What Is It?
The thought of aging conjures some common perceptions: wrinkles, gray hair, a slightly stooped posture, perhaps some "senior moments" of forgetfulness. In fact, the process of aging has a nearly universal impact on our bodies, affecting our cells, tissues, organs, and body systems. The effects of aging can be seen in everything from our vital signs (like blood pressure) to our skin, to our bone and joints, to our cardiovascular, digestive, and nervous systems, and beyond. Some aging changes begin early in life. For example, your metabolism starts to gradually decline beginning at about age 20. Changes in your hearing, on the other hand, do not usually begin until age 50 or later.
We do not yet fully understand the complex interplay of factors that cause us to age as we do. Most likely, the vast and varied changes associated with aging result from a lifetime of environmental and cultural influences, as well as genetics, diet, exercise, illness, and a host of other factors, all of which contribute to the aging process. A series of remarkable biological research studies since the 1990's have identified genes that can profoundly influence the rate at which cells, and animals, age. The good news from these studies is that biological changes that extend life also seem to extend vitality: animals that live longer remain quite healthy for most of their lengthened life. None of these discoveries is close to providing a "fountain of youth" for humans, but some scientists believe that the 21st Century will see the development of drugs that can extend human life and simultaneously improve human health.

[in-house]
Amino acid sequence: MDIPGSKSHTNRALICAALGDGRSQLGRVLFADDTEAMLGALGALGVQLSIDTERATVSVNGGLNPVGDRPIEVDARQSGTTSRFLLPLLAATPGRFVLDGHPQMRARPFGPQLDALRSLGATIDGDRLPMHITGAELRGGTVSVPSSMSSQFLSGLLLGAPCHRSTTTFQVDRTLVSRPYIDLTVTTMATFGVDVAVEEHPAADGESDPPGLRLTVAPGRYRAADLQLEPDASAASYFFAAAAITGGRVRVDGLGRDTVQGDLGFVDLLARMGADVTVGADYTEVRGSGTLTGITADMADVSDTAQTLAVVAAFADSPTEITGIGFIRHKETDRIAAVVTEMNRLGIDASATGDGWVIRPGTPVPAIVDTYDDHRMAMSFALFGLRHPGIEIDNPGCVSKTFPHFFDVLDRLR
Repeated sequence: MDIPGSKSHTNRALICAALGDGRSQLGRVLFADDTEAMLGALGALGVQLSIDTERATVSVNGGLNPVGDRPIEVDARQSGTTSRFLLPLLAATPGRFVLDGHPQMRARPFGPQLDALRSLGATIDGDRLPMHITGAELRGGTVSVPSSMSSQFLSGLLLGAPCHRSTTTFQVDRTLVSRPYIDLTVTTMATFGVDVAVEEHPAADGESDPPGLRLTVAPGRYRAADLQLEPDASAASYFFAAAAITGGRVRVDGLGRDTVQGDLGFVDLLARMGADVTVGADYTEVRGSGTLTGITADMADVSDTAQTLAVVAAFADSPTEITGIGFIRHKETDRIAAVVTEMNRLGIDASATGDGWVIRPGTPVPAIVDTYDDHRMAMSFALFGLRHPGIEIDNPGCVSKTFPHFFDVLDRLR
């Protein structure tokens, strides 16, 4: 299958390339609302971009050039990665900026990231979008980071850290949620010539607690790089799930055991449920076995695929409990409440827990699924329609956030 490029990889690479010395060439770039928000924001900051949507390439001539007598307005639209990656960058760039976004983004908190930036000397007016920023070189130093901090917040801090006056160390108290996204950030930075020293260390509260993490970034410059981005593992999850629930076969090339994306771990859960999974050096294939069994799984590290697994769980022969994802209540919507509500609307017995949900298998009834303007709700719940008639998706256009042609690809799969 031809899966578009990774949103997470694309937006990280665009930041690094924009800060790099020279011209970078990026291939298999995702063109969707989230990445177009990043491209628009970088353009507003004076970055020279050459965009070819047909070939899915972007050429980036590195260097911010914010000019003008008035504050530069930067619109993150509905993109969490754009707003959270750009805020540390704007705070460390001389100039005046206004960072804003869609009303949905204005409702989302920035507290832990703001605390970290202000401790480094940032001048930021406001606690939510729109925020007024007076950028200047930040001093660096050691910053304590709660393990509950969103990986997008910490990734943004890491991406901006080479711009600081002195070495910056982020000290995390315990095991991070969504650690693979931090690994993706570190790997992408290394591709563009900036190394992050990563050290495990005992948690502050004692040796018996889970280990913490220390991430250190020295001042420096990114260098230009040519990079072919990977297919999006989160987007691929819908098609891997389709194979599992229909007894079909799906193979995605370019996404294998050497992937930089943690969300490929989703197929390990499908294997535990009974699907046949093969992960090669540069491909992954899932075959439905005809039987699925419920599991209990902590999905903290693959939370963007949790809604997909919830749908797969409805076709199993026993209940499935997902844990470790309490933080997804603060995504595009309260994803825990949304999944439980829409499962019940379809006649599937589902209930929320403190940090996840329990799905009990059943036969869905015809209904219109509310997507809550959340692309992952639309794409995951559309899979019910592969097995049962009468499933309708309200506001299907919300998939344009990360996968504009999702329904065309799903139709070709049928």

Following are examples of how aging affects some of our major body systems.
Cells, organs and tissues:
Heart and blood vessels:
Bones, muscles, joints:
Brain and nervous system:
Eyes and Ears:
Skin, nails, and hair:
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From Health A-Z, Harvard Health Publications. Copyright 2007 by the President and Fellows of Harvard College. All rights reserved. Written permission is required to reproduce, in any manner, in whole or in part, the material contained herein. To make a reprint request, contact Harvard Health Publications. Used with permission of StayWell.
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